|Texas death house, holding cells and death chamber, The Walls Unit, Huntsville|
In the hours before Raphael Holiday was put to death by lethal injection earlier this month, he made a final appeal to the Supreme Court. The convicted Texas murderer argued that his two court-appointed lawyers had abandoned him by not filing a last-ditch petition for clemency.
Now, another man on death row in Texas is accusing the same two lawyers of failing to provide him with effective counsel. In a petition to the Supreme Court, Robert Roberson alleges that they haven’t pursued a key legal avenue in his appeal because of a conflict of interest.
The lawyers, James Volberding and Seth Kretzner, say they’ve represented their clients effectively, and that the claims against them have been instigated by outside attorneys. “We’re practical street lawyers. We deal with reality, not the world that you wish it was,” Volberding told me. “Some other lawyers—we call them dreamy-eyed—want to pursue any conceivable option, even though it’s completely unrealistic.”
But the legal duo is facing the unusual situation of opposing court motions filed by two of their their own clients within a few weeks. Their actions have raised eyebrows in the insular world of capital punishment attorneys—and at the Supreme Court.
Being a death penalty lawyer means following complicated, technical appeals processes, often with only a vanishing chance of winning. That’s especially so in Texas, which has accounted for more than a third of all executions in the country since 1976.
In both the Holiday and Roberson cases, the question seems to focus on whether a lawyer must exhaust every possibility of avoiding an execution—or whether it’s better to be realistic about which claims are likely and which have virtually no chance of success.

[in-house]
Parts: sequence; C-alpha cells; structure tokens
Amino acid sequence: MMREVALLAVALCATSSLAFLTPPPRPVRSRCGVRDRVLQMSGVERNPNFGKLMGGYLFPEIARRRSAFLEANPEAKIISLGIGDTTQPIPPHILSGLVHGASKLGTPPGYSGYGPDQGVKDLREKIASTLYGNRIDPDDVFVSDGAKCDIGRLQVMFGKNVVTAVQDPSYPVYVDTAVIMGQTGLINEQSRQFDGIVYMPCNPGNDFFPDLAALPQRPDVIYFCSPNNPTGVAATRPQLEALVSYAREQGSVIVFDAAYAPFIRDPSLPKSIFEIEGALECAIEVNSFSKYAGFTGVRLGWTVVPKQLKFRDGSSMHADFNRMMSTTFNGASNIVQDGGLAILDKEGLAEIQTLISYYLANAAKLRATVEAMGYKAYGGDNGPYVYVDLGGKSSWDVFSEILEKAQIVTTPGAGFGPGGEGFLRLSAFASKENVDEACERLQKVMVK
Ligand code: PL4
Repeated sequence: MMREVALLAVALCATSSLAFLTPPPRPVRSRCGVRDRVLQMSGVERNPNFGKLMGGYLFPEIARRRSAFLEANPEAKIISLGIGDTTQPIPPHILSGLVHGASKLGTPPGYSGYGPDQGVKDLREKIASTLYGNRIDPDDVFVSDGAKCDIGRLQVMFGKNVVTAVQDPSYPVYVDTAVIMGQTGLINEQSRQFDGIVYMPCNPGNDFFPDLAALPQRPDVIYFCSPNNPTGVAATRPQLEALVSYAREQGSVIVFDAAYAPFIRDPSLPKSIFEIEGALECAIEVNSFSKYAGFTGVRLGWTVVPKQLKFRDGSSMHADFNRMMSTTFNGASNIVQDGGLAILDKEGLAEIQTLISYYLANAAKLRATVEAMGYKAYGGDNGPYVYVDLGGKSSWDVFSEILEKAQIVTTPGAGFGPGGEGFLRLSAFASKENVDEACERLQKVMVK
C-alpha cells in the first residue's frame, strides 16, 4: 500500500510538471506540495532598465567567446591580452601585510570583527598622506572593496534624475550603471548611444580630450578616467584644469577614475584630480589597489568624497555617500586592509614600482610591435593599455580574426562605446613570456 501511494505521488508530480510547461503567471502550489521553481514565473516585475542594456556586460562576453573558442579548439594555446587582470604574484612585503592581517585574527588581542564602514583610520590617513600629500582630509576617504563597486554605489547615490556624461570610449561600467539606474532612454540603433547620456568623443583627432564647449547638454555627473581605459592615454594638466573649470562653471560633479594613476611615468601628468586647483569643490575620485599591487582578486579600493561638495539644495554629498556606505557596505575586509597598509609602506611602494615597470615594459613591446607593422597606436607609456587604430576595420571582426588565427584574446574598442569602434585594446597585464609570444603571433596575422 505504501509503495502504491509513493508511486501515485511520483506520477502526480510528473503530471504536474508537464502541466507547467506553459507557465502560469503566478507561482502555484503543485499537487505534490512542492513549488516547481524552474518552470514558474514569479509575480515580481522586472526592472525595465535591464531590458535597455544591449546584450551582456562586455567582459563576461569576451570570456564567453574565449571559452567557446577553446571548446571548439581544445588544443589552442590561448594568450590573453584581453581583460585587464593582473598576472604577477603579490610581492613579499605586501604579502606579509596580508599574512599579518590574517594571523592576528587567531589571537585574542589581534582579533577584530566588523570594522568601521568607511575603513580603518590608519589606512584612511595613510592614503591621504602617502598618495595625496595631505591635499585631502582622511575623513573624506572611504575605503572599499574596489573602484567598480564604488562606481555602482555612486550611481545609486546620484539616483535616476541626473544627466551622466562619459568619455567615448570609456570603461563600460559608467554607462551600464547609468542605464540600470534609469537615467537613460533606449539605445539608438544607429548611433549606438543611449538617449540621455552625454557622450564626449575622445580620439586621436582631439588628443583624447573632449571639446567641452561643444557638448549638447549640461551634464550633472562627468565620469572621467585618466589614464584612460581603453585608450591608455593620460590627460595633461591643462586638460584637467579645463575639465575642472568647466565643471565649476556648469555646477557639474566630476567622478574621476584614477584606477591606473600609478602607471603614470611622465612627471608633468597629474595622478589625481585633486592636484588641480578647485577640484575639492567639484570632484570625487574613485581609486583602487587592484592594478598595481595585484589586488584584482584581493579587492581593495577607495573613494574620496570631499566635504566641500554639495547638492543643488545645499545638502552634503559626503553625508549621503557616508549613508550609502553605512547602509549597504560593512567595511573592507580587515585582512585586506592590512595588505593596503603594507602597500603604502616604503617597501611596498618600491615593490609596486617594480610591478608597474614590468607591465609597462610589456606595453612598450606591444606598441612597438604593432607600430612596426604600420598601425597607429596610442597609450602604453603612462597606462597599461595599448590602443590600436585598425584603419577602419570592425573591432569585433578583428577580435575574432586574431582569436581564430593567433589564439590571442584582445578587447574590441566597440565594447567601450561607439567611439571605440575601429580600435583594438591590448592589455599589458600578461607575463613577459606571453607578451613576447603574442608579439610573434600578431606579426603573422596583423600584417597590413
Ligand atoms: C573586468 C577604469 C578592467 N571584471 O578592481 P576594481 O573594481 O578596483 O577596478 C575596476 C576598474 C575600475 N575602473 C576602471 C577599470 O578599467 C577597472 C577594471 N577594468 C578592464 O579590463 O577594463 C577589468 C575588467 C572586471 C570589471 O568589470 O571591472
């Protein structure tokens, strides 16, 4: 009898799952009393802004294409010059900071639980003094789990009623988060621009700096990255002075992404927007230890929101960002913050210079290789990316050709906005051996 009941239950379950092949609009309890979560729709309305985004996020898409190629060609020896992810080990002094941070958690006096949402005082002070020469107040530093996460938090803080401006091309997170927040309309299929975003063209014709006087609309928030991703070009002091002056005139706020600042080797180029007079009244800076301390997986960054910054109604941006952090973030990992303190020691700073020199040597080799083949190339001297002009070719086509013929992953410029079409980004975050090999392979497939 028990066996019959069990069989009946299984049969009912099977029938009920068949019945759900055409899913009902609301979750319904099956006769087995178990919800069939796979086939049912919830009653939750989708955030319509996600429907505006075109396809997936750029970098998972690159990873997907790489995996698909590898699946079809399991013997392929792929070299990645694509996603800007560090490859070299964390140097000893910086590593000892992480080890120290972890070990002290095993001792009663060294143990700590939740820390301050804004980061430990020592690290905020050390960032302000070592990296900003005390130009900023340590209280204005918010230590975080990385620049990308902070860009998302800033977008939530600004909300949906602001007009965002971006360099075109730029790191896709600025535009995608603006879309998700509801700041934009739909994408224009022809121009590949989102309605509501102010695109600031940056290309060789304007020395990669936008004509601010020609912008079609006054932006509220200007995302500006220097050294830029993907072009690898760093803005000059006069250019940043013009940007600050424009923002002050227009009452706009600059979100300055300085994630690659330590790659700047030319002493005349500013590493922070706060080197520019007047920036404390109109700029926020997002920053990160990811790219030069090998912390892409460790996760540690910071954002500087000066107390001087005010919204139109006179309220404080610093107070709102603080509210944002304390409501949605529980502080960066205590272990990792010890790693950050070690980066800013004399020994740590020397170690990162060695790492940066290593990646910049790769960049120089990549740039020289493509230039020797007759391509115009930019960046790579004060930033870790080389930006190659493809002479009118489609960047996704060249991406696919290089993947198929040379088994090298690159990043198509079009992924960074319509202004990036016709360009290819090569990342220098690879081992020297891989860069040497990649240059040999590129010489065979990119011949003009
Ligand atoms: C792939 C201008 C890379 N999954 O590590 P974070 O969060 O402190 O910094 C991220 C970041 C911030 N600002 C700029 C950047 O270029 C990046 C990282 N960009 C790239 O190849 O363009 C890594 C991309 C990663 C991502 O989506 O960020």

Let’s start with Holiday. He was sentenced to die in 2002 for burning a house down with his 18-month-old daughter and her two half-sisters inside. His mother-in-law testified during trial that he forced her at gunpoint to spread gasoline while the kids watched. Then he lit a match.
Volberding and Kretzner represented Holiday in his federal appeal. They filed a long petition alleging mistakes in the trial. But they lost at every level, and in June, the Supreme Court declined to hear the case.
Holiday asked Volberding and Kretzner to file a clemency petition on his behalf. They declined, telling him that success was highly unlikely. Clemency requires approval from a state board as well as the governor. Only two death row inmates in the last 20 years have won clemency in Texas.
“It was our professional opinion that a clemency petition did not have a realistic chance of success and merely raised false hopes,” Volberding told me. “We hate the situation that ultimately happens, where someone is sitting there on the day of the execution waiting for a one in a million or one in a billion chance that their petition is going to work,” Kretzner added.
But federal law stipulates that attorneys appointed to represent death row clients shall represent them in “all available post-conviction proceedings.”
After Holiday took on the services of a pro bono attorney who filed a motion to have Volberding and Kretzner removed from the case (the two lawyers are being paid by the court), the lawyers soon changed their minds and filed what they admit was a hastily-written clemency petition—Volberding characterized it as “very quickly and effectively” done. The petition was denied.
Source: Fusion, Casey Tolan, December 1, 2015